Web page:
like it might be a competitive race. In a year when the Republicans are
trying to take control of the United States Senate. And everybody thought
they had a pretty good chance to do it. The idea that there might be a
real fight on for South Dakota. It sort of seems nuts. But the Democrats
and Democratic leaning packs all of the sudden throwing money into this
case. They`re starting to believe that they could win it. There`s this
intriguing three-way dynamics in the race splitting the vote in all sort of
different ways. The Republican former governor who was supposed to just
walking to that Senate seat without breaking a sweat, has turned out not to
be running a great campaign and is not doing very well in the polls.

And in a year when one race anywhere might change who is in control of the
United States Senate in Washington, South Dakota of all places had suddenly
become a really fascinating place. For all the new national interest in
South Dakota though, there has not yet been all that much attention to the
fact, or not much focus on the fact. That the intriguing independent in
this race, the guy who makes it a three way contest in which nobody is
anywhere near a majority of the vote, is Larry Pressler, the same guy who
walked into the closet and hid in there for 15 minutes when he was trying
to escape the commerce committee and couldn`t figure out how. In addition
to the time he walked into the closet and decided to hide in their for a
while and then wave at the closet as he left as if it had been a room,
Larry Pressler as a senator was also reported to have missed an important
committee meeting once because he fell asleep inside a different closet.
We don`t know why he was in that one in the first place.

Senator Ted Kennedy has also said to have once asked a former colleague of
Larry Pressler, quote, "Has he had a lobotomy?" Tom Daschle, the one-time
Senate majority leader from South Dakota, home state colleague of Larry
Pressler used to say about him, quote, "A Senate seat is a terrible thing
to waste." Larry Pressler was a three-term U.S. senator from South Dakota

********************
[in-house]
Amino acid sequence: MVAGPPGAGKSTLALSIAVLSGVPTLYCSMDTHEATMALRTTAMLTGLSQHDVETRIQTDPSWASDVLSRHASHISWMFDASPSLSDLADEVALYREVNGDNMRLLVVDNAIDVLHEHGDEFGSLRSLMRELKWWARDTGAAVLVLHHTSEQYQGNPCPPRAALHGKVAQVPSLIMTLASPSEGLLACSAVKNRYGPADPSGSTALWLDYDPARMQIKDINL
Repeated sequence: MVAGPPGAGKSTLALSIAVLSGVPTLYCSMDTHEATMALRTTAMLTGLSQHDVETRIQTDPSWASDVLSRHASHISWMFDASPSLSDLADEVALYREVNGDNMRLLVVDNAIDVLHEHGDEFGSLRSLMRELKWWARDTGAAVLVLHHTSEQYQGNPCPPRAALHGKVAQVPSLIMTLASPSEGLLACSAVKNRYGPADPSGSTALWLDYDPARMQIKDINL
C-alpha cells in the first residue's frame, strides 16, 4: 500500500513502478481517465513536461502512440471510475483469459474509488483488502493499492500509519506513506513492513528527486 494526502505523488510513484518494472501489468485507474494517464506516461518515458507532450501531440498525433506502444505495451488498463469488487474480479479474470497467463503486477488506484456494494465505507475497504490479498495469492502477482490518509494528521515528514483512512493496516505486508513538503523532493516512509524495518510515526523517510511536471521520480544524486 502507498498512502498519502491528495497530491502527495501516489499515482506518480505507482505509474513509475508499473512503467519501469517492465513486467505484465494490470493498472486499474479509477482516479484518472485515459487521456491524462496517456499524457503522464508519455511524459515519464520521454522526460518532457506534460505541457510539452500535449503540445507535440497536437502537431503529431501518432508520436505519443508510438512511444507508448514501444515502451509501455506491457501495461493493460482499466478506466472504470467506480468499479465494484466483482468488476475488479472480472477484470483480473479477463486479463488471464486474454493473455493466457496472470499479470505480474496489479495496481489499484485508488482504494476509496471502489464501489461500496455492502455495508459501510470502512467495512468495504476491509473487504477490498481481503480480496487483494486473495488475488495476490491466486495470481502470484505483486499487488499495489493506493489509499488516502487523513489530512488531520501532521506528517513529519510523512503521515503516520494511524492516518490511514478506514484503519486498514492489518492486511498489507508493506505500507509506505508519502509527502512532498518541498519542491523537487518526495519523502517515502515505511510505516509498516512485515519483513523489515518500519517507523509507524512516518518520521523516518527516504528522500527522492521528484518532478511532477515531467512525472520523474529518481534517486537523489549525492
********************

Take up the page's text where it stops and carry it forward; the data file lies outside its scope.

as a Republican. He has since left the Republican Party and become an
independent but his reputation when he was in Washington was really out
there. I mean, when he lost his Senate seat in 1996, he was the only
incumbent Republican who lost his Senate seat that year. It was like he
was part of a big wave of incumbent Republican senators being turf out. He
was the only one.

Larry Pressler stayed in Washington after he got turf out of the Senate.
And in 1998, he announced that he was seriously thinking about running for
mayor of Washington, D.C. Really? Washington, D.C.? The mostly black and
probably the most Democratic polity in the nation. Why would they elect a
white former Republican senator from South Dakota to be their mayor? It
was never fully explained as part of the rationale for his candidacy, but
he did explained publicly at the time that he was pretty sure that he could
win the mayoralty of Washington, D.C. because he said, quote, "I have a lot
of African-American friends."

Despite the strength of that case, Larry Pressler was not elected
mayor of Washington, D.C. But, hey, maybe this year he`s about to be
elected senator from South Dakota again. The recent poll that exited all
this attention about the Senate race is a survey USA poll. I have to tell
you they don`t have particularly dazzling methodology. This poll for
example, is not up to NBC News polling standards. But this latest survey
USA poll which just came out does show the Republican who`s supposed to be
a shoe in for this race with a grand total of 35 percent of the vote.
Larry Pressler comes in at 32 percent of the vote. And a Democratic
candidate for the seat Rich Weiland, key polls at 28 percent of the vote in
this recent polls. So, they`re all within spitting this on each other.
And unlike Georgia and Louisiana where there will have to be a runoff
between the top two candidates if Niger then reaches 50 percent on election
night. In South Dakota, there`s no runoff.

So, whoever wins this Senate race may very well win with 35 percent of the
vote. Do you remember Paul LePage, the Tea Party governor of Maine,
everybody was like, how could a crazy Tea Party guy got elected governor of
Maine? They didn`t have a runoff. He won for 30-something for Senate
vote. The same thing is likely going to happen in South Dakota. Somebody
is probably going to become a U.S. senator without cracking 40 percent.
The reason the Senate map has been so scrambled by this news, out of South